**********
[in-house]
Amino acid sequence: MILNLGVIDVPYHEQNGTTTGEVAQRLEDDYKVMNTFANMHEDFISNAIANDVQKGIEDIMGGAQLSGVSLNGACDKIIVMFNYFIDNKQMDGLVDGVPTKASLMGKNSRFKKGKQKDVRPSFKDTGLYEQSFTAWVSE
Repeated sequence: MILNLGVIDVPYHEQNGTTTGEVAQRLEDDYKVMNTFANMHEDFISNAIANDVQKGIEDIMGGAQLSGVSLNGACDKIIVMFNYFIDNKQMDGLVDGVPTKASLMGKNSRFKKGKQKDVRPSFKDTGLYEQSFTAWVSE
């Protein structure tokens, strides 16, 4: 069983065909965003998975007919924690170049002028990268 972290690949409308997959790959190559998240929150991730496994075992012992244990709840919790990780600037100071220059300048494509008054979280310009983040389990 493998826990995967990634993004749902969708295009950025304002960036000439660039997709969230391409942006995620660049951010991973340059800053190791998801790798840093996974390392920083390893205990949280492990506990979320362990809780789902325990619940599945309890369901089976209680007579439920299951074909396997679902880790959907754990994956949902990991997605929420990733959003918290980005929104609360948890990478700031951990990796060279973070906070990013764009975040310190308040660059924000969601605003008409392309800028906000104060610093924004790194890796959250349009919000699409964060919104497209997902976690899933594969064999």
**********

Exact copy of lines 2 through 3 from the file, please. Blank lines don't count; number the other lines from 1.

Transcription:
Amino acid sequence: MILNLGVIDVPYHEQNGTTTGEVAQRLEDDYKVMNTFANMHEDFISNAIANDVQKGIEDIMGGAQLSGVSLNGACDKIIVMFNYFIDNKQMDGLVDGVPTKASLMGKNSRFKKGKQKDVRPSFKDTGLYEQSFTAWVSE
Repeated sequence: MILNLGVIDVPYHEQNGTTTGEVAQRLEDDYKVMNTFANMHEDFISNAIANDVQKGIEDIMGGAQLSGVSLNGACDKIIVMFNYFIDNKQMDGLVDGVPTKASLMGKNSRFKKGKQKDVRPSFKDTGLYEQSFTAWVSE